Federal Judge Demands Exculpatory Documents in Flynn Case

Former Trump national security adviser Michael Flynn leaves federal court in Washington.

The federal judge overseeing former national security advisor Lt. Gen. Michael Flynn's criminal case is demanding that Special Counsel Robert Mueller turn over all of the government's documents related to Flynn's questioning by 3:00 p.m. EST Friday.  The documents requested by U.S. District Judge Emmet G. Sullivan include potentially exculpatory  "memoranda" pertaining to Flynn’s case.

This comes after a sentencing memo filed by Flynn's defense team on Tuesday showed that Former FBI deputy director Andrew McCabe suggested that then-national security adviser Flynn not have a lawyer present for his interview with two bureau agents at the White House on Jan. 24, 2017.  That interview with FBI agents Peter Strzok and Joe Pientka ultimately led to Flynn's guilty plea on one count of making false statements regarding wiretapped communications with former Russian ambassador Sergey Kislyak. Flynn "clearly saw the FBI agents as allies" and was “relaxed and jocular,” according to the 302 prepared by the agents. Now, many believe the agents were sent there to catch him in a perjury trap.

The bombshell allegation seems to have piqued the interest of Sullivan, a magistrate known for having a low tolerance level for the shenanigans of federal prosecutors.

Sullivan -- who  overturned the 2008 conviction of former U.S. Sen. Ted Stevens after government misconduct came to light -- is weighing how to sentence Flynn, who pleaded guilty to one count of lying to federal authorities during the 2017 interview in the West Wing. Flynn faced  mounting legal bills that forced him to sell his home amid the prosecution, and Mueller  has already recommended he receive no prison time.

The judge's brief order states that Mueller can choose to file the materials under seal if necessary.

Sullivan also ordered the Flynn team to turn over the documents backing up its assertions. The judge could determine why the FBI apparently took a significantly more aggressive tack in handling the Flynn interview than it did during other similar matters, including the agency's sit-downs with Hillary Clinton and ex-Trump adviser George Papadopoulos.

Flynn is set to be sentenced next Tuesday -- but Sullivan's move might delay that date, or lead to other dramatic and unexpected changes in the case. Sullivan even has the authority to toss Flynn's guilty plea and the charge against him if he concludes that the FBI interfered with Flynn's constitutional right to counsel, although he has given no indications that he intends to do so.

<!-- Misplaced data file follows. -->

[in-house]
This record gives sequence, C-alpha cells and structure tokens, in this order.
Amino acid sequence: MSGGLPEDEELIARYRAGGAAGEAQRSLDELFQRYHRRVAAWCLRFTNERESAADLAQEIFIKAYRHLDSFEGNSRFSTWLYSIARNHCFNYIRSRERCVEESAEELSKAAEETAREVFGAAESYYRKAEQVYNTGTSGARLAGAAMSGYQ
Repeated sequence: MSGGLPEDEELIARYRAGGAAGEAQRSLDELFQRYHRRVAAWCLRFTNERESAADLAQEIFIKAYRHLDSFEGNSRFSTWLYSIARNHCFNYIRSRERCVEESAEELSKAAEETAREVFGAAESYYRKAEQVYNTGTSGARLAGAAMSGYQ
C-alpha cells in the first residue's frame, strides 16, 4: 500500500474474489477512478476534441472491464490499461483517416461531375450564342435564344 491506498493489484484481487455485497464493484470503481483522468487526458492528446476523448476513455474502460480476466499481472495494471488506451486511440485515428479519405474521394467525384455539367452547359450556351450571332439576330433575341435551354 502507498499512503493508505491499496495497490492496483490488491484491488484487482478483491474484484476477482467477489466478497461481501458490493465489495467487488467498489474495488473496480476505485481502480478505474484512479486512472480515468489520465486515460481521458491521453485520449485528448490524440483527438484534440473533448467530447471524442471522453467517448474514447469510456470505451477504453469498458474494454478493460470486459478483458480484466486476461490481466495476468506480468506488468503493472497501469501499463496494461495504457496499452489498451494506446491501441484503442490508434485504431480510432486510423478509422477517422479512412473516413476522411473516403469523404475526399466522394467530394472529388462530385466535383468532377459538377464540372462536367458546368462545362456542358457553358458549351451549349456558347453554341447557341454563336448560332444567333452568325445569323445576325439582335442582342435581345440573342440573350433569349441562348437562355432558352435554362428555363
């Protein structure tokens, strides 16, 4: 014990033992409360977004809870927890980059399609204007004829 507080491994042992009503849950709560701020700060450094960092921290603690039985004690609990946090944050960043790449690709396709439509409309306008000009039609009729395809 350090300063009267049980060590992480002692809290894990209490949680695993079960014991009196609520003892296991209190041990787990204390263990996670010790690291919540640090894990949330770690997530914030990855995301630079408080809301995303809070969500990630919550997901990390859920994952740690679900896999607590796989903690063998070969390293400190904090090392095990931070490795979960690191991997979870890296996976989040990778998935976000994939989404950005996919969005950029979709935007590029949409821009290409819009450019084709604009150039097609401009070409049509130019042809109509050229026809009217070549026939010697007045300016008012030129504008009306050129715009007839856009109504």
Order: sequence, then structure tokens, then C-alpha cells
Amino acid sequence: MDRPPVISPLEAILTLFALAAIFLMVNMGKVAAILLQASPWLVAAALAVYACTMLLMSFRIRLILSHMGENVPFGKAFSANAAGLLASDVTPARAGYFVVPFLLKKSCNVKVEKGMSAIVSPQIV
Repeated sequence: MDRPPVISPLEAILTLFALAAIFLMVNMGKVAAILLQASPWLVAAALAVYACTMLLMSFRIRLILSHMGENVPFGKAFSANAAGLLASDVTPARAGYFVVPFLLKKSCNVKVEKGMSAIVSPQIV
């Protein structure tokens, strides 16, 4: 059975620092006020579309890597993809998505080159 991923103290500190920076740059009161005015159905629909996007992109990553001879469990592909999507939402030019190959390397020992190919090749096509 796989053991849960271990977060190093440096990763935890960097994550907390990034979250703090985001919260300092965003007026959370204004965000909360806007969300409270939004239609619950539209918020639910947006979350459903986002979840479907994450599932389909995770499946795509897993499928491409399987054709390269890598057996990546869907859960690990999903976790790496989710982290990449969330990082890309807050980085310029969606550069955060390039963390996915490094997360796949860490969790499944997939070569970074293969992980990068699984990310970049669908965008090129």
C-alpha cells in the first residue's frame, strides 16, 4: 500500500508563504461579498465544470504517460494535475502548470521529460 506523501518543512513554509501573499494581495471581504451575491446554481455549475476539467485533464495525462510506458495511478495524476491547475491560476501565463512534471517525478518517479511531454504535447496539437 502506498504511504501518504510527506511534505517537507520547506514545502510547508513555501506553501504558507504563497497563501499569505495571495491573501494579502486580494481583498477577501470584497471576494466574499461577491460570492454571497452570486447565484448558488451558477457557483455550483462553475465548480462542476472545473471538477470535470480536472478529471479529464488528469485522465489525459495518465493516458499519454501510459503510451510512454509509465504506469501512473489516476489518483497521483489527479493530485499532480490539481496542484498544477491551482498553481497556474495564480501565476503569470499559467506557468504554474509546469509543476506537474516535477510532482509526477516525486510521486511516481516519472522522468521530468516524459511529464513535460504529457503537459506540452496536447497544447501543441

Federal authorities undertaking a national security probe are ordinarily under no obligation to inform interviewees of their right to an attorney unless they are in custody, as long as agents do not act coercively. Flynn's lawyers claimed in Tuesday's filing that FBI brass had threatened to escalate the matter to involve the Justice Department if Flynn sought the advice of the White House Counsel before talking with agents.

In his order, Sullivan requested Mueller turn over the FBI's Flynn interview report (known as a 302), a memo written by McCabe, and any similar documents in the FBI's possession.

The judge is likely interested in finding out why the Flynn 302 is dated August 22, 2017, seven months after the interview took place.

The timeline is important because, as the Federalist's Sean Davis noted on Twitter, on August 2, 2017, Rosenstein secretly issued specific guidance as to the crimes Mueller is authorized to investigate. On August 16, 2017, ABC News reported that the special counsel's "top investigator" in the probe, Peter Strzok, had been fired by Mueller in July due to his anti-Trump communications with FBI lawyer Lisa Page, although at the time, no explanation was made public.

And finally, on August 22, the FBI 302 documenting what Flynn told the agents during their conversation at the White House, was written.

In March of 2017, when then FBI director James Comey went to Capitol Hill to brief lawmakers on the Russia investigation, he told them that the agents who questioned Flynn did not believe he had lied. Publicly, in multiple interviews, however, Comey indicated that the FBI believed Flynn had lied.

According to the briefing transcript, released by House Intelligence Committee Republicans in May of 2018, Comey told members that the FBI agents who interviewed Flynn "saw nothing that indicated to them that [Flynn] knew he was lying to them."

Then-deputy director McCabe also said FBI agents saw no signs of deception in Flynn, but he called the case a "conundrum," because Flynn's statements didn't quite match up with what the FBI knew he said in a wiretapped conversation with Russian ambassador Sergey Kislyak in December 2016.